About the game

What is there to say about the game? A lush urban jungle where you’re the apex hacker, finding your ways through vents, through the air, and you’re sneaking around, and running away. You fight an evil corporation that tries to use people’s data for personal profit and did I mention, the bad guy is a yoga-loving hipster with a bun? Yeah, that’s all. Forgettable characters and not enough depth to the story, although it covers important discussion points for the 21st century and where we’re heading, if we’re not already there.

What I liked: the in-your-face parody of big tech companies: Facebook, Google, Windows, Apple, I’ll let you discover who’s who in the game. Oh, and let’s not forget Scientology and Tom Cruise. They’re there, under another name of course, sillier and bigger than life. 

Other well-done points? Transexual characters. Finally, a game that gets them right. And guess what, to get them right, all it takes is to treat them like human beings, with motivations outside their sexual orientation. Don’t make a big deal out of it but show how it can affect their life. I’m not a fan of LGBT stories just for the sake of LGBT, but I also admit we need more diversity in our stories. Again, diversity doesn’t mean “Look at me, I’m so different, give me attention“. We need more of the “Look, he’s different, she’s different, we’re all normal“ kind of speech.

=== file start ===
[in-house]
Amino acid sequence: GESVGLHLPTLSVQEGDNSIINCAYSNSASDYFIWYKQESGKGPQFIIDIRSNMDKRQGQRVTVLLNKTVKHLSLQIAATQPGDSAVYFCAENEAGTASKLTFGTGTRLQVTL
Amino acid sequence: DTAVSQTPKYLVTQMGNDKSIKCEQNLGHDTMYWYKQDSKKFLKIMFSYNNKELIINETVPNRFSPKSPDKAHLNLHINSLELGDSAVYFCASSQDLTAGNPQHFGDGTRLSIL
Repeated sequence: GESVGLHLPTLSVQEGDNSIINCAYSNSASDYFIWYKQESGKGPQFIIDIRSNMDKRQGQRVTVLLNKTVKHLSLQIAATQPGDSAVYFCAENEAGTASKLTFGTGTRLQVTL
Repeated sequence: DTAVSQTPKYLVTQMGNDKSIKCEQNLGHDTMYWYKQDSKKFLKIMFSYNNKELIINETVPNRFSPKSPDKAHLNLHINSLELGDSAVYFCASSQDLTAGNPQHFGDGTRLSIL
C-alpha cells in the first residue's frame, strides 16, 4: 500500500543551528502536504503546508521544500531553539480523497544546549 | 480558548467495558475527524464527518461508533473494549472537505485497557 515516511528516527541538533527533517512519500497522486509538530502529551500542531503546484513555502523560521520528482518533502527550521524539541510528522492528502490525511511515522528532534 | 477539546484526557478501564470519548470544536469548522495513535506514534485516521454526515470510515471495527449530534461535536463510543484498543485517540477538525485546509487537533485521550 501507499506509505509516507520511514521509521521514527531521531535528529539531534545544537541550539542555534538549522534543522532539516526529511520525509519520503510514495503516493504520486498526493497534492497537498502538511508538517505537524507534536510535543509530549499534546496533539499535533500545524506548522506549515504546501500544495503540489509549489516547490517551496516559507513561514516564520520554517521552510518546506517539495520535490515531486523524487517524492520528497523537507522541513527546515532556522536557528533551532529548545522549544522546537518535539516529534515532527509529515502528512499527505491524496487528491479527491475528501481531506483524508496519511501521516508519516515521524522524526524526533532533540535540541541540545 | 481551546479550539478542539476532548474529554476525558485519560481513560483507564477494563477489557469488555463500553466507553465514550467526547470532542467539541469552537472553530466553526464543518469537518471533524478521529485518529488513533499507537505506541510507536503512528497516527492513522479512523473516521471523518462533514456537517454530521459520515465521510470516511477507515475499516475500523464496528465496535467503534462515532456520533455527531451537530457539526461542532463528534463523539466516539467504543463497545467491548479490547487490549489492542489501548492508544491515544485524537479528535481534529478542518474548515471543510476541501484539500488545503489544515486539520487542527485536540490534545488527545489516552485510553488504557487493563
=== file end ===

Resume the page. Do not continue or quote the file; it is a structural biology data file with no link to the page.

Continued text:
Also, another good job with Marcus. The color of his skin is largely forgotten (he mostly deals with hacking problems) but it comes into focus at a few crucial moments as nice commentaries (for today’s society).

And here’s the obligatory trailer. It’s old, but it gives you an idea of what this game is about. Maybe it will make you want to pick it up again.

Back to the experience.

On one hand, Watch Dogs 2 is a mediocre game. The shift from the seriousness of the first Watch Dogs to the silliness of WD2 was jarring to me. I much prefer my stories to be personal with a strong motivation than a series of slightly connected “let’s fuck with big corporations“ type of missions.

On the other hand, it really delivers an immersive experience (if you’re looking for this kind of thing). Car speed control, realistic difficulty, the focus on tools and hacking less than on weapons, tourist attractions, lively and reactive NPCs, they all contribute to a world that seems alive. It is indeed a complete experience, even though the illusion is broken so many times by the seamless multiplayer online component and other strange in-game behaviors, caused probably by the limitation of the game engine. To play this game as an experience, you must make serious efforts. But I appreciate the option, and that’s why Watch Dogs 2 gets a place on my list of Almost Barely Games as Experience.

If you want to follow my adventures and Marcus’s experiences, you can check out the photos he took and gave them to me to post on the Instagram account of XPG Explorer.